By Kelsey Conway
In the summer of 2014 I had the wonderful opportunity to intern with the National Library of Medicine’s History of Medicine Division. When it came time to complete my academic practicum as an MSLIS candidate at the Catholic University of America (concentration in Cultural Heritage Information Management), I was thrilled by the opportunity to return. This summer, I was given a crash course in library cataloging. I spent five weeks cataloging medical advertisements and other printed promotional materials from the late 19th and early 20th centuries—all from a collection donated by William H. Helfand. While cataloging was a fascinating experience for the librarian in me, the cultural heritage information that these unique resources contain was truly captivating.
What struck me most was the value these materials hold as a window into the public’s historical access to information about medical services. Through case studies, journal articles, and medical texts, we can see how medical professionals treated patients and extrapolate from this how patients perceived and experienced the medical profession. However, such formal sources do not show the whole picture of the public’s experience of “medicine,” which is more muddled and often lies on the fringes of science with information from medical professionals mixing with the claims of quacks and advertisers of nostrums and patent medicines.
In 1906, with the Pure Food and Drugs Act, the founding statute of what would become today’s Food and Drug Administration (FDA), the government imposed regulations and medical denouncements of nostrums (those pills, ointments, and tonics that falsely claim miraculous cures for all manner of ailments and generally misrepresent ingredients) that had begun to gain traction at the turn of the 20th century. This increasing scrutiny caused a clear and demonstrable shift in the public’s relationship with medicine that can be seen quite clearly through the marketing and promotional materials from that era.
Take, for instance, Father John’s Medicine. In 1915, the Carleton & Hovey Company faced grave consequences for misrepresenting the drug’s health benefits. While the advertisement for Father John’s Medicine that I worked with at the NLM was not the most grandiose, it did include those falsified claims for which it would later be condemned. As with most marketing campaigns (and certainly most medical promotional materials of the time), this advertisement was probably experienced as an everyday presence to be encountered at stores, distributed by druggists, delivered to homes, and received from sales agents.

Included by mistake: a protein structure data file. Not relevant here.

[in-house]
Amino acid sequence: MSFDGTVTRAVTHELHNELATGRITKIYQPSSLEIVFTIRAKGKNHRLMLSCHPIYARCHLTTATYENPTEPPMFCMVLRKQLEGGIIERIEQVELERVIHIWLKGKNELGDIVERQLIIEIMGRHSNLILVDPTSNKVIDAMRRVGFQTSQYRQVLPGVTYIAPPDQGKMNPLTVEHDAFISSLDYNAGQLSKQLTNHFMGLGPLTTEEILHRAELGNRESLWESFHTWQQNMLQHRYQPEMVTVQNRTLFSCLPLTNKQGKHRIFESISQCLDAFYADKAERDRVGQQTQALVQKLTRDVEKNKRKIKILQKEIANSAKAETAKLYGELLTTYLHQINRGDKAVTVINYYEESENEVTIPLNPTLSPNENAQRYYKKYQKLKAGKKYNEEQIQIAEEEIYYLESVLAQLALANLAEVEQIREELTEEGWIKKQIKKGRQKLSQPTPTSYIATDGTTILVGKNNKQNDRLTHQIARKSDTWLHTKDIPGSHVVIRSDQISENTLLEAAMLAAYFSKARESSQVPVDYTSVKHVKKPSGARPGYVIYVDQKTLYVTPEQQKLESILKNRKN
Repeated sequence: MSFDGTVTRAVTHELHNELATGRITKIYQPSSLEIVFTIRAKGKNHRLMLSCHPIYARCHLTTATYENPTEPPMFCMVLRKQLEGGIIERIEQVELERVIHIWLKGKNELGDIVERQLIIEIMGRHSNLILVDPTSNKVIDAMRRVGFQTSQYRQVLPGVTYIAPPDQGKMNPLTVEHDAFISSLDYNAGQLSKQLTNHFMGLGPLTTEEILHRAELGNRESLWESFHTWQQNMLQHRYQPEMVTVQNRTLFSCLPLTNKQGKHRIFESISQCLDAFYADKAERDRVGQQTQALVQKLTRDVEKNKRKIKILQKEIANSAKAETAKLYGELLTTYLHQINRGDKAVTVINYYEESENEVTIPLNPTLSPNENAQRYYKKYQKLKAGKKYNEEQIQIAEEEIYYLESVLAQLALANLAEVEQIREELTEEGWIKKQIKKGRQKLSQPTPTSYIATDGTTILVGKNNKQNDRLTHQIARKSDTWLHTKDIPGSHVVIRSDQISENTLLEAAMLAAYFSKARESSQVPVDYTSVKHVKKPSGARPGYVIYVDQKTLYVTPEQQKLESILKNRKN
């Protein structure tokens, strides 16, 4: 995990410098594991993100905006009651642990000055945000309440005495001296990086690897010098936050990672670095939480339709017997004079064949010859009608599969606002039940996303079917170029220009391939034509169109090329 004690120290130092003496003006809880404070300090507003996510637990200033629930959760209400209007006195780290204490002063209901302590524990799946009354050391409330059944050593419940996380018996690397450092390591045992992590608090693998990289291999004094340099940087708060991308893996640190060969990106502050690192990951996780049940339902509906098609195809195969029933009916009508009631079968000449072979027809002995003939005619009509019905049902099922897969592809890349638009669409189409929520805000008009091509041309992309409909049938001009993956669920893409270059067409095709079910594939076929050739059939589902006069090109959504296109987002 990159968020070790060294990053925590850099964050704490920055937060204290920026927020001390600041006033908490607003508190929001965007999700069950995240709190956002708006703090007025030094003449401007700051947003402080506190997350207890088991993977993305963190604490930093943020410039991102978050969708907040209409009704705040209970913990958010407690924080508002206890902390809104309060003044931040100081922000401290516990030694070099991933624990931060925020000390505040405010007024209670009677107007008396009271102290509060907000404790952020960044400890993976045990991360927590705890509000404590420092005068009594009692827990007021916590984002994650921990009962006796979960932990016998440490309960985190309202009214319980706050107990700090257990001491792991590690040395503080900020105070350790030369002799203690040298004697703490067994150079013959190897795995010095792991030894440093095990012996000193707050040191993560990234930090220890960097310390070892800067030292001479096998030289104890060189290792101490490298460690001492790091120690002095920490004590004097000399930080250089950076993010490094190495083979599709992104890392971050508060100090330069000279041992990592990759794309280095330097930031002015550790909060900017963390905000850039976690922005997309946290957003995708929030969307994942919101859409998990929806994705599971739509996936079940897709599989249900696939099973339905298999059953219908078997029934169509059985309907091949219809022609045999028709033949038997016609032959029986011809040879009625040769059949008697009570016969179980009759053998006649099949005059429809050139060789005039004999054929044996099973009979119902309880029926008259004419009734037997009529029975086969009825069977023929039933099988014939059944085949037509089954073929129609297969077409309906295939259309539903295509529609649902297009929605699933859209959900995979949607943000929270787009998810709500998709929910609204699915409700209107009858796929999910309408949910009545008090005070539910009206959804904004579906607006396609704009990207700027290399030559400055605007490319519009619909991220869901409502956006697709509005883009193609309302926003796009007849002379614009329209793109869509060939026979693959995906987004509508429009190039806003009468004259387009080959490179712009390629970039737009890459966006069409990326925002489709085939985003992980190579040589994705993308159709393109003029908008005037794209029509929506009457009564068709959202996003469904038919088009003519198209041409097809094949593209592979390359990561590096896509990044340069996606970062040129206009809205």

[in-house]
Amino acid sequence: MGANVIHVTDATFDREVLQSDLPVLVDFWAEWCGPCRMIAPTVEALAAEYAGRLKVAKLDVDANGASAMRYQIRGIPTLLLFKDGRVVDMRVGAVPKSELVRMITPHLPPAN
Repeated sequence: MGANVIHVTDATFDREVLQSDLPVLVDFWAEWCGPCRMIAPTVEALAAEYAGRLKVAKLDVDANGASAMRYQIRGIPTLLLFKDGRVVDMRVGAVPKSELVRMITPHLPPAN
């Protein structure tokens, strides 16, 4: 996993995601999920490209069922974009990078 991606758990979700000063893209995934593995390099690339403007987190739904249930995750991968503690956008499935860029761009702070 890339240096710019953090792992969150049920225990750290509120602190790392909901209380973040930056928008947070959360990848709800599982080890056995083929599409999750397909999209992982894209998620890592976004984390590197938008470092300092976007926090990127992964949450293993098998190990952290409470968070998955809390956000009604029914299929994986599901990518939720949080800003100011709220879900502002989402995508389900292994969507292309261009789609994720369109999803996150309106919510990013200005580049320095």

Combined with the false curative claims is the imagery of a trusted and ostensibly “good” authority figure (in this case clergyman) as well as his personal testimony about the drug’s success. This sort of imagery, as well as the use of beautiful illustrations, emotional gimmicks, fear mongering, and especially personal testimonies, were all very common elements in the materials that I encountered in my work. In many ways, the public’s experience of this advertisement is not all that foreign to modern consumers. Despite regulations and changes in the delivery media, many of these marketing strategies have parallels with advertisements today.
Advertisements are a significant point of interaction between the general public and medical services and products (legitimate or otherwise). They also provide a point of intersection between social history and the scientific history of medicine by illustrating how consumers experienced the world of medicine. They demonstrate the change in that experience following the Food and Drug Administration Act as companies began to change labels and literature to avoid false advertising, altered recipes, and even began referencing the FDA in their promotional materials. Some products, like Father John’s Medicine, managed to adapt to the regulations and are still on the market. Others, like Chappelear’s Bronchini, appear to have vanished into history. But the legacy of these advertisements for medical nostrums continues, and in them we have an invaluable window into the general public’s experience of medicine.
Kelsey Conway is a MSLIS candidate at the Catholic University of America (concentration in Cultural Heritage Information Management). She was a Pathways Intern at the National Library of Medicine during summer of 2014; during this past summer she has been a volunteer intern doing a practicum for her degree.
Your comment that ” the publics experience with medicine often lies on the fringes of science with information from medical professionals mixing with the claims of quacks and advertisers of patent remedies” is analogous to the present day situation with Dr. Oz. Thank you for an informative article..
That’s a great observation! It’s actually quite interesting to contemplate how the public’s experience of medical information has evolved along with modern media like TV and the internet. Regardless of FDA regulations some things never seem to change, do they? When reading those ads that claimed to cure any illness and relieve any symptom, I certainly felt a little like I was sifting through all ways my headache could kill me on WebMD…
Simply put, when reading or hearing any claim of a medicinal or device beware of the word ” miracle”. I am sorry about your headaches. It reminds me of an old medical aphorism that if a patient tells you that his headache is the worst that he has ever experienced he must be carefully and promptly evaluated for an intracranial bleed. A simple unenhanced brain CT can usually be obtained readily on an emergency basis. Chronic headaches are of course the usual situation and do not mandate a sense of urgency.